Japan: Deep-Sea Drillship Chikyu to Embark on Her Next Mission

The deep-sea drilling vessel Chikyu, operated by the Japan Agency for Marine-Earth Science and Technology (JAMSTEC), will embark on her next mission, IODP Expedition 338: The Nankai Trough Seismogenic Zone Experiment (NanTroSEIZE) Stage 3 – from 3 October to 13 January 2014, in the northwestern Pacific Ocean.

The Nankai Trough Seismogenic Zone Experiment  is a drilling project designed to investigate the role of a mega-splay fault on influencing plate boundary slip and subsequent tsunami generation, mechanisms of earthquake and tsunami generation along the Nankai Trough, and the mechanisms controlling the aseismic–seismic transition along the fault system by using boreholes to collect geological samples and conduct in situ measurements of geological properties and monitoring of crustal deformation.

The drilling project consists of four stages in all, with drilling operations planned at several sites along a line orthogonal to the Nankai Trough in the Kumano Basin, offshore of the Kii Peninsula (see Figure 2).

Operations for this expedition included drilling across the shallow part of the mega-splay fault and plate boundary fault to clarify the properties of the fault that may have slipped during past earthquakes and to characterize subsurface distribution of strata, deformation structures, and the state of stress.

In Stage 2, the upper shallow portion of the seismogenic zone was penetrated to decipher its geologic structure and to set up long-term observatories within boreholes to continuously monitor crustal deformation. Also, to characterize the properties of incoming sediment that ultimately influences plate motion in the seismogenic zone, geological features of the sediment was examined and strata temperatures were measured.

In the stage 3 “ultra-deep” drilling is being performed that can reach the seismogenic zone. Operations include direct core sampling and analysis from the fault on which great earthquakes have repeatedly occurred to understand the geologic characteristics of the seismogenic zone.

In the stage 4, long-term observatories will be deployed in the ultra-deep borehole to monitor minor changes in the earthquake fault and its surrounding crust. Future goals include connecting the borehole sensors set up in Stage 2 to a monitoring network called Dense Ocean-floor Network for Earthquakes and Tsunamis, so that real-time data from seismogenic zones can be made available.

 Upcoming expedition 338

This year riser drilling is being done to extend the bore hole drilled in FY2010 to approximately 3,600 m below the seafloor. In FY2013, the goal is to extend this hole down to the megasplay fault (approx. 5,200 m below the seafloor). This expedition will collect data on direct core samples, while simultaneously drilling and logging holes (Logging While Drilling [LWD])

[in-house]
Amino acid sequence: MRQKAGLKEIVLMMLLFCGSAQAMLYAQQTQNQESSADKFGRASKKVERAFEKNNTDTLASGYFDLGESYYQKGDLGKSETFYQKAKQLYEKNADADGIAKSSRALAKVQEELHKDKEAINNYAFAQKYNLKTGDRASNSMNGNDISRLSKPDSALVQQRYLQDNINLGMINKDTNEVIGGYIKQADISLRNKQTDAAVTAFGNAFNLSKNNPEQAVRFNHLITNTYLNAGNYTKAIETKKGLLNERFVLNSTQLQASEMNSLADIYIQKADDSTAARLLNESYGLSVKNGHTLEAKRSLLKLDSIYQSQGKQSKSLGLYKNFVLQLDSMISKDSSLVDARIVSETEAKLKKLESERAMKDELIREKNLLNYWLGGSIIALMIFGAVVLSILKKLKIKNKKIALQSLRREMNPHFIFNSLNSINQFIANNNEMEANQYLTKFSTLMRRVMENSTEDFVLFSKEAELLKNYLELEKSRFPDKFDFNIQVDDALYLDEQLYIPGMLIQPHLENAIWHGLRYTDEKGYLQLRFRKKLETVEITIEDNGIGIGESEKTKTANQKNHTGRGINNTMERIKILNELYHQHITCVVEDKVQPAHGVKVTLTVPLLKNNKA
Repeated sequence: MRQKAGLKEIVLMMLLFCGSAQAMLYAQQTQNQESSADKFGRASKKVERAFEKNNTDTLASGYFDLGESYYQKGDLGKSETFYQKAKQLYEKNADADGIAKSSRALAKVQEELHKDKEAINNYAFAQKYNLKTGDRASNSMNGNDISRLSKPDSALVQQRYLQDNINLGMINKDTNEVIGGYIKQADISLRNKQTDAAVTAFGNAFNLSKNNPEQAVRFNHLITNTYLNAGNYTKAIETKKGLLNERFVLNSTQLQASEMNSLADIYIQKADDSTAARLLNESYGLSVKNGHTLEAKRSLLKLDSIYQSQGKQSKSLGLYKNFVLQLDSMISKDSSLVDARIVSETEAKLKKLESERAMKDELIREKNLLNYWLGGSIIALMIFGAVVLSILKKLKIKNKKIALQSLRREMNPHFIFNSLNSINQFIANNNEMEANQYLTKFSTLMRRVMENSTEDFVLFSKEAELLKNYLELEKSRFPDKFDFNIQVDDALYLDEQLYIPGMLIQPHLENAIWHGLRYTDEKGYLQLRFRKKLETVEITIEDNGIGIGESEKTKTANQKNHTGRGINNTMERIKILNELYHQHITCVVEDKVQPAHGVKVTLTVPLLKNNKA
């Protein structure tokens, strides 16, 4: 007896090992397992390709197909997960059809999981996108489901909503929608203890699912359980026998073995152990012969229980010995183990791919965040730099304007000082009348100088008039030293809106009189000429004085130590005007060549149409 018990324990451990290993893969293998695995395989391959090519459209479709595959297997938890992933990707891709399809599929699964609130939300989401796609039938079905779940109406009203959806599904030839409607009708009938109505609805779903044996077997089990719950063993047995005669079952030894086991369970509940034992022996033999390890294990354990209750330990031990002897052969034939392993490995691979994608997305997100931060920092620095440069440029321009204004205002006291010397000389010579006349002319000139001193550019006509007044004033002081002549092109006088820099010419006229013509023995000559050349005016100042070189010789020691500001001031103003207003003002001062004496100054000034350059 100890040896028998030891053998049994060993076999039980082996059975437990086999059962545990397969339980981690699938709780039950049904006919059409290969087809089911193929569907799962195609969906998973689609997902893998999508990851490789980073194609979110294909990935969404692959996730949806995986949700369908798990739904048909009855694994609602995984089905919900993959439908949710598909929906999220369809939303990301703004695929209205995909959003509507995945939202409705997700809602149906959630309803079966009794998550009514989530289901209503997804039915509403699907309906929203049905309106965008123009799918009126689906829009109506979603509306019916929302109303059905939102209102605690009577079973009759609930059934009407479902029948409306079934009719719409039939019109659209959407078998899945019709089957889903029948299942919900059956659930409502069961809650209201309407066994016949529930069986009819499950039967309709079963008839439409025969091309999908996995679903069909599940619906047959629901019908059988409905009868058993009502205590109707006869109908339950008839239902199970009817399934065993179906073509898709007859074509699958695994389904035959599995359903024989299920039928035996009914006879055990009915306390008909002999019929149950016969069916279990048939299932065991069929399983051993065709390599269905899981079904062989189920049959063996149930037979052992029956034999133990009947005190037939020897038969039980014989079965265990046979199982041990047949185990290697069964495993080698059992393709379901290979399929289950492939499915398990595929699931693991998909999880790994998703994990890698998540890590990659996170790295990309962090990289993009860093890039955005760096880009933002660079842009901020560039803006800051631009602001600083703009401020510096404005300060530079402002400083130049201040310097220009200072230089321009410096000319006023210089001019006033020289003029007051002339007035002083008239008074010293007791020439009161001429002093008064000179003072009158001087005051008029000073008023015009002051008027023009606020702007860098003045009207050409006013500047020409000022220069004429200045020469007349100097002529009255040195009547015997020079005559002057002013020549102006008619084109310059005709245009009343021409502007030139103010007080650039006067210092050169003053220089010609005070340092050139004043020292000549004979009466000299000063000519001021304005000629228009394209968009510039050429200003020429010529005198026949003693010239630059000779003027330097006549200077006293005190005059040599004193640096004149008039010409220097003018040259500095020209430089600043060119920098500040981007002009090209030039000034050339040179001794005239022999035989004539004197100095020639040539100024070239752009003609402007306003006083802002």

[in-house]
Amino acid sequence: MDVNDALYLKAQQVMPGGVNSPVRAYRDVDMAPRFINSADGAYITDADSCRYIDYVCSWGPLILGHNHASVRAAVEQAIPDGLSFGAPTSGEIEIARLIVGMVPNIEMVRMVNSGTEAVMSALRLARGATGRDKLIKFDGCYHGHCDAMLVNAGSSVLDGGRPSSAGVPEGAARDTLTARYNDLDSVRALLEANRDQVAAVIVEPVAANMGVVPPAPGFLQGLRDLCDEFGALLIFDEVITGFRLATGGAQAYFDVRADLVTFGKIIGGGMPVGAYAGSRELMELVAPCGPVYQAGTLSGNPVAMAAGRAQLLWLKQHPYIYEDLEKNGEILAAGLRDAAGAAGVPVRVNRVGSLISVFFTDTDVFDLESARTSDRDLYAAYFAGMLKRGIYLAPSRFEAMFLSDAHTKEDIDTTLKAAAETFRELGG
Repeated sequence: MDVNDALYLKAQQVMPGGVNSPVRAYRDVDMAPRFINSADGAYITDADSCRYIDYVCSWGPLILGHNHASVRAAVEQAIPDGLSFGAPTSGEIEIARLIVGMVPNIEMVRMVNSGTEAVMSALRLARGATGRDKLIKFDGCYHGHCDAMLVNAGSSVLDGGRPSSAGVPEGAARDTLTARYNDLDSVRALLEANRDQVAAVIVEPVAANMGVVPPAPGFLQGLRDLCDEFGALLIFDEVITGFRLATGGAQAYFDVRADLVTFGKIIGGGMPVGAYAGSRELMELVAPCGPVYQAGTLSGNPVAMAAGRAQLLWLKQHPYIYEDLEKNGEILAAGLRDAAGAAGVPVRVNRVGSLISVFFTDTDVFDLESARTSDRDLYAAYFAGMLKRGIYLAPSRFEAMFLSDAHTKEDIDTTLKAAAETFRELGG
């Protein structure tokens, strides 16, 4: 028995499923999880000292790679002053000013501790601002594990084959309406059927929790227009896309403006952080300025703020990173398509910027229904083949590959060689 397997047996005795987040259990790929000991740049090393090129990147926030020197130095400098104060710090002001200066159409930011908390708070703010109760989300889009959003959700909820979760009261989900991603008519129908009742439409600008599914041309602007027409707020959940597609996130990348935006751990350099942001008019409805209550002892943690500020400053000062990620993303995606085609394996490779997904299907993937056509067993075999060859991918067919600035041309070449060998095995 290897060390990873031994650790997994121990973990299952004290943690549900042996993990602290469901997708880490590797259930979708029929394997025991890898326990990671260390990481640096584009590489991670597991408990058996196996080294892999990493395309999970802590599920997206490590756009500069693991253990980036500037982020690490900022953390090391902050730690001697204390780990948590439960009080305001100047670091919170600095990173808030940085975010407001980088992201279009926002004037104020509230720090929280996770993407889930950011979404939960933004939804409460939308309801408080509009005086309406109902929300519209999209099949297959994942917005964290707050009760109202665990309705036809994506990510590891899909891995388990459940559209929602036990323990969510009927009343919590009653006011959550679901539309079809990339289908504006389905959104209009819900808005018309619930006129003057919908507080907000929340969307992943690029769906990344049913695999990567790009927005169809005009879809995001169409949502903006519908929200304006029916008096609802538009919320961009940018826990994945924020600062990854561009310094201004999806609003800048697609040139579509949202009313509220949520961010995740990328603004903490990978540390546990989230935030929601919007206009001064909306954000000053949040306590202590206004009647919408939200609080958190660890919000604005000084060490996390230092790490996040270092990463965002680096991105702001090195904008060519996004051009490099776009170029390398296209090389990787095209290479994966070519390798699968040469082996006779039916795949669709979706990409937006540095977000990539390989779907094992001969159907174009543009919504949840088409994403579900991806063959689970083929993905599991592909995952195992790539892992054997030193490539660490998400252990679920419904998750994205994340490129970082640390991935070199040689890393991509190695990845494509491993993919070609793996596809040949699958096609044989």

Thw Expedition 338 Science Party comprises co-chief Scientists, namely Brandon Dugan, Professor, Rice University, USA; Kyuichi Kanagawa, Professor, Chiba University, Japan;  Gregory Moore, Professor, University of Hawaii, USA; Michael Strasser, Professor, Swiss Federal Institute of Technology and 27 selected scientists from IODP member countries.

Press Release, September 28, 2012

Share this article

Follow Subsea World News

Events>

<< May 2017 >>
MTWTFSS
1 2 3 4 5 6 7
8 9 10 11 12 13 14
15 16 17 18 19 20 21
22 23 24 25 26 27 28
29 30 31 1 2 3 4

UTC 2017

The subsea industry has, as all other parts of the oil & gas industry, been seriously rattled by the most severe downturn in the hydrocarbon energy era. However, the realization of what hit us and actions to be taken to sustain a healthy and profitable future is still on-going – unfortunately with thousands of colleagues paying the price by losing their job as one of the most severe consequences. At this time, there are signs that we have reached bottom in terms of most industry indicators, but few experts expect a sharp recovery. Many seem to believe that a slow recovery is what the industry needs in order to avoid an unsustainable capacity build-up, as seen in the period after the financial crisis. Considering the uncertainty of what the future will bring, this year’s UTC Program Committee have decided to challenge all of us to present ideas, experiences, technological innovations, business models and execution models for how to shape our subsea future and explain how and why subsea is the future.
UTC welcomes abstracts based on the topics listed below. If selected, please consider writing a paper in addition to the UTC presentation. From 2017, UTC papers will be published in an international database.

More info

read more >

EIC Connect Oil & Gas UAE 2017

This one-day event, focusing on the oil and gas sector, will explore opportunities in the Middle East whilst recognising the challenges that…

read more >

Decom Offshore 2017

Decom Offshore 2017 is expected to bring together a global audience of over 400 key representatives from the late life and decommissioning…

read more >

IMCA ROV SEMINAR

This seminar is designed to assist IMCA members in dealing with these, with a programme of technical and operational topics affecting…

read more >